"It just humbles you as a person," said Blazers guard Wesley Matthews. "Not even as professional athletes or basketball players. It just humbles you as a person to see the fight and to know what someone else is going through and to see them still have joy, see them still be happy, to see their parents be positive, to see the staff be uplifted and excited about what's going on there. As a human being, that just makes you feel good."
After losing two games in a row, let alone the way they lost those games, it's reasonable to think some of the players might have been feeling just a bit sorry for themselves. But the trip to St. Jude's was a reminder that the game, while an important part of their lives, is still just a game.
"It was humbling, to be honest with you, to see those kids still smiling," said Damian Lillard. "Even though they're going through what they're going through, they still find a way to be happy. We worry. We just lost a big game, and that lightened me up a lot. It was like, we lost a big game, we've got another one tomorrow, but these kids are fighting for their lives every day. That's tough on you, mentally, emotionally, for your family, having to see your family in pain because what you're going through. It was a great experience for me."
"It's always important to be able to have something to bring you outside of this life," said Matthews. "Going to St. Jude just puts everything back in perspective for you. Any time you get a chance to make somebody's day, whether they know you or not -- I guarantee those kids didn't know who we were -- but it was a different face for them, something special for them. In turn, it's something special for us."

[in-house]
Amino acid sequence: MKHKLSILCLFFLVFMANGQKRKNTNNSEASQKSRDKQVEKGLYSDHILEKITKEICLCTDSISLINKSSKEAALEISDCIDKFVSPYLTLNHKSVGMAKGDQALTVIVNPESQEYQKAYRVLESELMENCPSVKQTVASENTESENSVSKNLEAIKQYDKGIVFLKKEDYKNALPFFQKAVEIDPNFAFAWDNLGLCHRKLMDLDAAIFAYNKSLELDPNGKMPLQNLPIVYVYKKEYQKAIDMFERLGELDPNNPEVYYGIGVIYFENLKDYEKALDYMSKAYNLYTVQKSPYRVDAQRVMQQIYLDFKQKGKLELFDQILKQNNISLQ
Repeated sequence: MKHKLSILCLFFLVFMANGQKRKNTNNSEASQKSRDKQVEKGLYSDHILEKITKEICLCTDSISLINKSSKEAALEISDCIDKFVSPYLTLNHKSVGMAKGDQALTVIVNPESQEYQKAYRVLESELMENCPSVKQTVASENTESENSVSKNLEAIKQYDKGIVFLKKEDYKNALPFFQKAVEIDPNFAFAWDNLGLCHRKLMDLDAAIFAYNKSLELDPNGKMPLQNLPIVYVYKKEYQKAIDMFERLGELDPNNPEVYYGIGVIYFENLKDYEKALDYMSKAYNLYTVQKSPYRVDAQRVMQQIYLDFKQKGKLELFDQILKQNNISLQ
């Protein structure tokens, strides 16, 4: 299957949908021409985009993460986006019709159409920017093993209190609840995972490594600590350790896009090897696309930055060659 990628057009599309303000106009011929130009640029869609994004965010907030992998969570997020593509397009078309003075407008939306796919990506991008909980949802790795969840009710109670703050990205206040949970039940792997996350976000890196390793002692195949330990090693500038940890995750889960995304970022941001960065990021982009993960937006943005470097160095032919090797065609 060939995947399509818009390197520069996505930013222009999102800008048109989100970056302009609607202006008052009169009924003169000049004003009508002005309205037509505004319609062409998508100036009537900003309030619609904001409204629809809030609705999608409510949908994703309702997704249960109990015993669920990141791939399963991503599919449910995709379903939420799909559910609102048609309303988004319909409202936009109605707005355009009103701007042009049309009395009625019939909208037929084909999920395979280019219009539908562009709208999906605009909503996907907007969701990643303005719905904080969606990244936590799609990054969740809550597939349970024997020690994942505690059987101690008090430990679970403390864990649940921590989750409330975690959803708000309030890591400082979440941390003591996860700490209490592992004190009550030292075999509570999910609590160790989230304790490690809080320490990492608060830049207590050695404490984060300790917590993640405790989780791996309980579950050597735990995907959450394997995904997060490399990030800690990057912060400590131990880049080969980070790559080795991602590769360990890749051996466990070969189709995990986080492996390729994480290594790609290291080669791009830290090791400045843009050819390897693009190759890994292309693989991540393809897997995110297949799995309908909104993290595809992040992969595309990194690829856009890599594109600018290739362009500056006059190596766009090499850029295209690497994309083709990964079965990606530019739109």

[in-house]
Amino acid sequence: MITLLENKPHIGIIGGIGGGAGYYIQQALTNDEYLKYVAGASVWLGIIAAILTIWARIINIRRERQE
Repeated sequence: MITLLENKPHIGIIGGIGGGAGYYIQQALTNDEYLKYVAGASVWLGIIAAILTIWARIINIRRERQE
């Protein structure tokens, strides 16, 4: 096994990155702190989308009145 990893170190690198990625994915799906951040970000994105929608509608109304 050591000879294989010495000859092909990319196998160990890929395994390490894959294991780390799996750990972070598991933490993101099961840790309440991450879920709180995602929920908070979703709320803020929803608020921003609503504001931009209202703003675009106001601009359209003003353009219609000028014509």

Head coach Terry Stotts scheduled the trip to St. Jude Children's Hospital well before they knew how the start of the road trip. Nevertheless, the timing, considering the way the trip started, seemed to come at the right time for everyone.
"It was more about them, but I think it was beneficial for us because we got to see how blessed we are and how fortunate we are, to not only not have to go through that, but to be NBA players," said Lillard. "You get so caught up in being competitive -- we're trying to win, win, win -- that we forget that we're actually here. A lot of people wish they were here, let alone not being in a hospital and going through cancer and sicknesses. We're lucky."
In basketball terms, the Trail Blazers wouldn't be so lucky immediately following the visit, dropping games to the Grizzlies and Spurs while losing both their starting power forward and sixth man to injury in the process. But perhaps they were better prepared to deal with those difficult times, relatively insignificant as they might be, after spending an afternoon at St. Jude's.
"I think it's important to have perspective," said Stotts. "And that doesn't take away anything from feeling bad about a loss and wanting to perform well, but I think perspective is important from time to time."